PLANS to merge Hartlepool and Teesside coroner services are set to move closer to reality when councillors meet next week.
The town’s coroner service is currently separate. But under the proposals would merge with Teesside which already covers Middlesbrough, Redcar & Cleveland and Stockton.
Town residents have again been assured it won’t adversely affect them, with inquests into deaths happening in Hartlepool continuing to be heard in town.
Councillors sitting on Hartlepool Borough Council’s finance and policy committee have previously given their backing “in principle” to the changes.
Now they are set to meet again to agree to the merger and for the submission through Middlesbrough Borough Council of a business case to the Lord Chancellor.
A council report to Monday’s meeting said: “To allay the fears of Hartlepool residents, confirmation has been sought and it has been confirmed that Hartlepool residents will continue to have inquests held in Hartlepool, most probably by the existing Hartlepool Coroner.”
The report added: “The Lord Chancellor had initially responded to Middlesbrough Borough Council indicating his support to a merger of the Teesside and Hartlepool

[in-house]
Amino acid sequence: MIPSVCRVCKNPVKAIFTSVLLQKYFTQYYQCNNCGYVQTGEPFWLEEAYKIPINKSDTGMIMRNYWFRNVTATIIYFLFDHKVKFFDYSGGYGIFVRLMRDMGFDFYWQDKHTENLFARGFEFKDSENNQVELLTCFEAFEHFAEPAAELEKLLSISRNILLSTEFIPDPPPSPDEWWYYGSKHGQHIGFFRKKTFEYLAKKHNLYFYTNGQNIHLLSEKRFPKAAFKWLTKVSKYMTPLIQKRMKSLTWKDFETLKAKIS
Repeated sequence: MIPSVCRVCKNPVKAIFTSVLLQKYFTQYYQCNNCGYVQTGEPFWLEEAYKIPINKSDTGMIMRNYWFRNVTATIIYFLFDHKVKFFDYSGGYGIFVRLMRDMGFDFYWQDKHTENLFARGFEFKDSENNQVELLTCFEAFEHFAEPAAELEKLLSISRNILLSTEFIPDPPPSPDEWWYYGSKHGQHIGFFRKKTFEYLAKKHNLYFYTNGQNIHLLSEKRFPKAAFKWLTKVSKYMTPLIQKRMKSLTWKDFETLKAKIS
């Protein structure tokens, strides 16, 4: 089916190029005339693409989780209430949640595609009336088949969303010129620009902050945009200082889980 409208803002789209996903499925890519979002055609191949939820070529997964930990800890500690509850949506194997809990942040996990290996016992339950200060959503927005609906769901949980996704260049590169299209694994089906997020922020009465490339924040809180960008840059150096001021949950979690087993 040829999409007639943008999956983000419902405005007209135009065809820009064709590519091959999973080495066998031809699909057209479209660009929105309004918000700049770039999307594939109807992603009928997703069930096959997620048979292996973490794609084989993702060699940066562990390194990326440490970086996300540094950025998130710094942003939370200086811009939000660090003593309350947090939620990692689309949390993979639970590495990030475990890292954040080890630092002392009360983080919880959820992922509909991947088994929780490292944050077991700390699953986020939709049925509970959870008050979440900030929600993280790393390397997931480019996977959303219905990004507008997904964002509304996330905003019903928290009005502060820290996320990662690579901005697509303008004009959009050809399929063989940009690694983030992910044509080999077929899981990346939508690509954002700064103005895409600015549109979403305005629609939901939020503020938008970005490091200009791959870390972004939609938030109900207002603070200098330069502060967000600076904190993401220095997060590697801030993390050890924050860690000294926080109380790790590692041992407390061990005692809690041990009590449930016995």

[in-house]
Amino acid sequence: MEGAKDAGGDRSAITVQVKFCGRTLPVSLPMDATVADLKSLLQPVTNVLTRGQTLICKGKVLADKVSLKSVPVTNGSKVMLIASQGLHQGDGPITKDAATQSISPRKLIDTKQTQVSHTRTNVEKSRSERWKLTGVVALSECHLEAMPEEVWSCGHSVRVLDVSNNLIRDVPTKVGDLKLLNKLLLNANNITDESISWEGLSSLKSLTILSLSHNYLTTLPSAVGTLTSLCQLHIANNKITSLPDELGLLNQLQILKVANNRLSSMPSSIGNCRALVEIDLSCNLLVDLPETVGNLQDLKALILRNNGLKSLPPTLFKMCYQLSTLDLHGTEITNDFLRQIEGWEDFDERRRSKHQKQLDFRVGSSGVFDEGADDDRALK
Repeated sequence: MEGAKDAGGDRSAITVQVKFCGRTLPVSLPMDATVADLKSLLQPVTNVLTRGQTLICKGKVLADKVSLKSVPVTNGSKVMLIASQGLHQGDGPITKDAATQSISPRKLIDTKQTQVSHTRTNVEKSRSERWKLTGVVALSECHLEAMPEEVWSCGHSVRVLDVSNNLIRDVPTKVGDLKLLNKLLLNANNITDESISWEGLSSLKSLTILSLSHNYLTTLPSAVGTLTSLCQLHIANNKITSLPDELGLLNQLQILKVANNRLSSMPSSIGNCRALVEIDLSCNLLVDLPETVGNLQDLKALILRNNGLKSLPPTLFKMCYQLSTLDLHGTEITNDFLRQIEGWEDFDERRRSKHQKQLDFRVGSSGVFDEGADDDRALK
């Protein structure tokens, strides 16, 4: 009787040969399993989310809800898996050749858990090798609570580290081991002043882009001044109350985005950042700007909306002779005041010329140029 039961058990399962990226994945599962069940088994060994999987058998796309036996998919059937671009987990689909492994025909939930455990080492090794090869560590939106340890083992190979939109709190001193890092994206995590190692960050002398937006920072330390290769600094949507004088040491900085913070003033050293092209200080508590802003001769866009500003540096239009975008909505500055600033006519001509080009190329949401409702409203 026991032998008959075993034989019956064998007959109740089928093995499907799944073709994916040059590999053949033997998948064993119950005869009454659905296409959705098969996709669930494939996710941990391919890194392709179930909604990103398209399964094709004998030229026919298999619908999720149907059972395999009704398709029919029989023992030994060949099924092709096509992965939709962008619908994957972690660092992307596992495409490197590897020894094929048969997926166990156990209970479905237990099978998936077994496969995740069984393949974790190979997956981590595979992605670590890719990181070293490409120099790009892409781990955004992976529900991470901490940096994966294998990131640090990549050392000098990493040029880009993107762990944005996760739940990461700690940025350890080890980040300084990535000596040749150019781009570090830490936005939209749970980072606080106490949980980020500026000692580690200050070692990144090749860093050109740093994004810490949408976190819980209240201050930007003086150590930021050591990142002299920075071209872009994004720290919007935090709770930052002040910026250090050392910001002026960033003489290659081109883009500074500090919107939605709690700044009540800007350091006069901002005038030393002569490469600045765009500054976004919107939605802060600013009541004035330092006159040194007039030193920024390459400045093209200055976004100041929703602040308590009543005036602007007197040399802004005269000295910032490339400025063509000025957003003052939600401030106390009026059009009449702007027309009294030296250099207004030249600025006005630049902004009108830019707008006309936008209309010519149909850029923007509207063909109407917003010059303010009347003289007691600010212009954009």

Coroner areas, subject to consideration of a business case.”
Malcolm Donnelly, Hartlepool coroner is supportive, and has previously told the Mail it is inevitable, given the number of reported deaths in town has halved since the closure of the A&E department at the University Hospital of Hartlepool in August 2011.
Chief executive Dave Stubbs also believes it will lead to a better service for the area.
Mr Stubbs said: “There will be a bigger and better service. This is very positive and one that we should be supporting.”
The merger plans have come about following Teesside coroner Michael Sheffield’s retirement in April this year, after more than 40 years service.
Mr Sheffield, who was in his 80s, had come under heavy fire because of long delays in the time it was taking to complete inquests, including those families from Hartlepool who had relatives die in unusual circumstances at the University Hospital of North Tees, in Stockton.
Mr Donnelly, who is helping to clear the backlog on Teesside, said previously that a merger was “inevitable” because the number of reported deaths is not sufficient for a separate coroner service.
In 2013, the number of reported deaths in Hartlepool was around 350 – roughly half of the number prior to the A&E closure. In comparison, Teesside has around 2,900 reported deaths a year.
The full cost of the Hartlepool coroner services for 2013-14 was £182,000, while the cost of the Teesside Coroner service was £962,488.
If the merger went ahead, it would save Hartlepool council around £30,000.
lThe finance and policy committee meets on Monday, August 18 at 9.30am.